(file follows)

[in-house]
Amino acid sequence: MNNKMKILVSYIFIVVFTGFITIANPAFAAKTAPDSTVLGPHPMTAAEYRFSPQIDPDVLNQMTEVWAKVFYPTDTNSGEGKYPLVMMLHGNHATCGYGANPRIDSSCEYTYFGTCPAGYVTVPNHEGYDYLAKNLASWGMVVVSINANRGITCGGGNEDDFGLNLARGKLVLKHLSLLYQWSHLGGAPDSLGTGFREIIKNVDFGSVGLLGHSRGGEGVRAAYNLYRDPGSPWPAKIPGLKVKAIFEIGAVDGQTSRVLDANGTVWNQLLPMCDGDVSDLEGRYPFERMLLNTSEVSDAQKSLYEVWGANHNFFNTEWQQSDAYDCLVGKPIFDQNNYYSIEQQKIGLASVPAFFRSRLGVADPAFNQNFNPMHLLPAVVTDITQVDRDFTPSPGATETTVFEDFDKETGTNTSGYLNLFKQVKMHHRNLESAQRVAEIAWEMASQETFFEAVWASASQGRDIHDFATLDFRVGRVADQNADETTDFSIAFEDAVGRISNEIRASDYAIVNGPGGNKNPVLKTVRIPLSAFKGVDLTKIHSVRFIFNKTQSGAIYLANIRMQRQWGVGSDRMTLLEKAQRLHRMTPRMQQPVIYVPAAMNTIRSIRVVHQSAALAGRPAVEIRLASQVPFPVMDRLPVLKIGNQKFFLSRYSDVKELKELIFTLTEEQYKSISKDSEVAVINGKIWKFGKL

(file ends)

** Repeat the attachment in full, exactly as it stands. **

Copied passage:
[in-house]
Amino acid sequence: MNNKMKILVSYIFIVVFTGFITIANPAFAAKTAPDSTVLGPHPMTAAEYRFSPQIDPDVLNQMTEVWAKVFYPTDTNSGEGKYPLVMMLHGNHATCGYGANPRIDSSCEYTYFGTCPAGYVTVPNHEGYDYLAKNLASWGMVVVSINANRGITCGGGNEDDFGLNLARGKLVLKHLSLLYQWSHLGGAPDSLGTGFREIIKNVDFGSVGLLGHSRGGEGVRAAYNLYRDPGSPWPAKIPGLKVKAIFEIGAVDGQTSRVLDANGTVWNQLLPMCDGDVSDLEGRYPFERMLLNTSEVSDAQKSLYEVWGANHNFFNTEWQQSDAYDCLVGKPIFDQNNYYSIEQQKIGLASVPAFFRSRLGVADPAFNQNFNPMHLLPAVVTDITQVDRDFTPSPGATETTVFEDFDKETGTNTSGYLNLFKQVKMHHRNLESAQRVAEIAWEMASQETFFEAVWASASQGRDIHDFATLDFRVGRVADQNADETTDFSIAFEDAVGRISNEIRASDYAIVNGPGGNKNPVLKTVRIPLSAFKGVDLTKIHSVRFIFNKTQSGAIYLANIRMQRQWGVGSDRMTLLEKAQRLHRMTPRMQQPVIYVPAAMNTIRSIRVVHQSAALAGRPAVEIRLASQVPFPVMDRLPVLKIGNQKFFLSRYSDVKELKELIFTLTEEQYKSISKDSEVAVINGKIWKFGKL